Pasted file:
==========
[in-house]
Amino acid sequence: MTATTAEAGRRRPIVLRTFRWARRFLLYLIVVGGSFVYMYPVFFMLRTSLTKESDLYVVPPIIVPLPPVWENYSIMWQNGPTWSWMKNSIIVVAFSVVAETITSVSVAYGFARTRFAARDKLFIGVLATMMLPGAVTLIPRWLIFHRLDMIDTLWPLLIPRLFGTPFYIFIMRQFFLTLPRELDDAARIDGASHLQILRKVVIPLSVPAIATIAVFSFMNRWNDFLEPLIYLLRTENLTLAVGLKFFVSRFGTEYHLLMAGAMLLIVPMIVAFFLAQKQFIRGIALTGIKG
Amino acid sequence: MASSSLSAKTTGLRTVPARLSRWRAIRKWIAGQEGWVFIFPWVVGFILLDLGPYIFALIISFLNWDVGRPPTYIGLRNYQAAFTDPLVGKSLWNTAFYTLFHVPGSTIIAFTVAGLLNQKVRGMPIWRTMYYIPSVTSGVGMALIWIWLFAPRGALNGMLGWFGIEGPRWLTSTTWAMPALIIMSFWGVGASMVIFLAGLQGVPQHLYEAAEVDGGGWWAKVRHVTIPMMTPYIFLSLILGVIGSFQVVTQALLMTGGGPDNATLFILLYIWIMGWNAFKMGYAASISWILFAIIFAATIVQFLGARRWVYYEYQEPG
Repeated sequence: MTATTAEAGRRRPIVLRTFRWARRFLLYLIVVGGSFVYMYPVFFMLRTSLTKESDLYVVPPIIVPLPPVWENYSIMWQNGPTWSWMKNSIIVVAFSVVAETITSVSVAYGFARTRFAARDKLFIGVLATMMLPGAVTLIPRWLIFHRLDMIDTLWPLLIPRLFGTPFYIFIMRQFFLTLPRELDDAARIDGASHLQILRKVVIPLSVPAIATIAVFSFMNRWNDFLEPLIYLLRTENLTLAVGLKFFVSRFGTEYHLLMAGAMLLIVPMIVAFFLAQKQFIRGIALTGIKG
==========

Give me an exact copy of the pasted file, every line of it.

[in-house]
Amino acid sequence: MTATTAEAGRRRPIVLRTFRWARRFLLYLIVVGGSFVYMYPVFFMLRTSLTKESDLYVVPPIIVPLPPVWENYSIMWQNGPTWSWMKNSIIVVAFSVVAETITSVSVAYGFARTRFAARDKLFIGVLATMMLPGAVTLIPRWLIFHRLDMIDTLWPLLIPRLFGTPFYIFIMRQFFLTLPRELDDAARIDGASHLQILRKVVIPLSVPAIATIAVFSFMNRWNDFLEPLIYLLRTENLTLAVGLKFFVSRFGTEYHLLMAGAMLLIVPMIVAFFLAQKQFIRGIALTGIKG
Amino acid sequence: MASSSLSAKTTGLRTVPARLSRWRAIRKWIAGQEGWVFIFPWVVGFILLDLGPYIFALIISFLNWDVGRPPTYIGLRNYQAAFTDPLVGKSLWNTAFYTLFHVPGSTIIAFTVAGLLNQKVRGMPIWRTMYYIPSVTSGVGMALIWIWLFAPRGALNGMLGWFGIEGPRWLTSTTWAMPALIIMSFWGVGASMVIFLAGLQGVPQHLYEAAEVDGGGWWAKVRHVTIPMMTPYIFLSLILGVIGSFQVVTQALLMTGGGPDNATLFILLYIWIMGWNAFKMGYAASISWILFAIIFAATIVQFLGARRWVYYEYQEPG
Repeated sequence: MTATTAEAGRRRPIVLRTFRWARRFLLYLIVVGGSFVYMYPVFFMLRTSLTKESDLYVVPPIIVPLPPVWENYSIMWQNGPTWSWMKNSIIVVAFSVVAETITSVSVAYGFARTRFAARDKLFIGVLATMMLPGAVTLIPRWLIFHRLDMIDTLWPLLIPRLFGTPFYIFIMRQFFLTLPRELDDAARIDGASHLQILRKVVIPLSVPAIATIAVFSFMNRWNDFLEPLIYLLRTENLTLAVGLKFFVSRFGTEYHLLMAGAMLLIVPMIVAFFLAQKQFIRGIALTGIKG